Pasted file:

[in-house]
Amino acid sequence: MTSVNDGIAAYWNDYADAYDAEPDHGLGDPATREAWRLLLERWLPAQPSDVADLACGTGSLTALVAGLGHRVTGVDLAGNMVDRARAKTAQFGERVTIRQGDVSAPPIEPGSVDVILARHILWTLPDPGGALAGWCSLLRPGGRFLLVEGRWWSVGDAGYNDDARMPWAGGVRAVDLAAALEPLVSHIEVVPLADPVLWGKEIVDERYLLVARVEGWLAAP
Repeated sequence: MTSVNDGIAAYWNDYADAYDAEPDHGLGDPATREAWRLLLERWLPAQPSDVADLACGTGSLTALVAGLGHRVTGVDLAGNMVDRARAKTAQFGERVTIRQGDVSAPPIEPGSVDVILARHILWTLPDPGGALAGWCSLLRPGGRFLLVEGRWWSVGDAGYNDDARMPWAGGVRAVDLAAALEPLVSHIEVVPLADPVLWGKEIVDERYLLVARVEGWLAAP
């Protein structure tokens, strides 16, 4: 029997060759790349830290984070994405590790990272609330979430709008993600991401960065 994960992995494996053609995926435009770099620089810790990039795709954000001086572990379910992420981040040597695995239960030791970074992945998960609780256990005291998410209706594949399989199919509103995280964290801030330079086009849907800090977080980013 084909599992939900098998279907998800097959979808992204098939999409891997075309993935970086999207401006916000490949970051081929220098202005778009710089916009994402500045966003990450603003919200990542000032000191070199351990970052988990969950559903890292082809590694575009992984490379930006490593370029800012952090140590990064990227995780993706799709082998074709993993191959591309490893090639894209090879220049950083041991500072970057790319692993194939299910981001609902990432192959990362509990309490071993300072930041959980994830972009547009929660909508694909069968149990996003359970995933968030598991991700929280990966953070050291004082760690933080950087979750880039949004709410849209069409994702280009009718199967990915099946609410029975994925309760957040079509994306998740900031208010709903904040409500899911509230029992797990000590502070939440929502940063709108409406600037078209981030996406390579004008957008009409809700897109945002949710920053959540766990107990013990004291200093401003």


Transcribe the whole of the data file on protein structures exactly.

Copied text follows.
[in-house]
Amino acid sequence: MTSVNDGIAAYWNDYADAYDAEPDHGLGDPATREAWRLLLERWLPAQPSDVADLACGTGSLTALVAGLGHRVTGVDLAGNMVDRARAKTAQFGERVTIRQGDVSAPPIEPGSVDVILARHILWTLPDPGGALAGWCSLLRPGGRFLLVEGRWWSVGDAGYNDDARMPWAGGVRAVDLAAALEPLVSHIEVVPLADPVLWGKEIVDERYLLVARVEGWLAAP
Repeated sequence: MTSVNDGIAAYWNDYADAYDAEPDHGLGDPATREAWRLLLERWLPAQPSDVADLACGTGSLTALVAGLGHRVTGVDLAGNMVDRARAKTAQFGERVTIRQGDVSAPPIEPGSVDVILARHILWTLPDPGGALAGWCSLLRPGGRFLLVEGRWWSVGDAGYNDDARMPWAGGVRAVDLAAALEPLVSHIEVVPLADPVLWGKEIVDERYLLVARVEGWLAAP
């Protein structure tokens, strides 16, 4: 029997060759790349830290984070994405590790990272609330979430709008993600991401960065 994960992995494996053609995926435009770099620089810790990039795709954000001086572990379910992420981040040597695995239960030791970074992945998960609780256990005291998410209706594949399989199919509103995280964290801030330079086009849907800090977080980013 084909599992939900098998279907998800097959979808992204098939999409891997075309993935970086999207401006916000490949970051081929220098202005778009710089916009994402500045966003990450603003919200990542000032000191070199351990970052988990969950559903890292082809590694575009992984490379930006490593370029800012952090140590990064990227995780993706799709082998074709993993191959591309490893090639894209090879220049950083041991500072970057790319692993194939299910981001609902990432192959990362509990309490071993300072930041959980994830972009547009929660909508694909069968149990996003359970995933968030598991991700929280990966953070050291004082760690933080950087979750880039949004709410849209069409994702280009009718199967990915099946609410029975994925309760957040079509994306998740900031208010709903904040409500899911509230029992797990000590502070939440929502940063709108409406600037078209981030996406390579004008957008009409809700897109945002949710920053959540766990107990013990004291200093401003």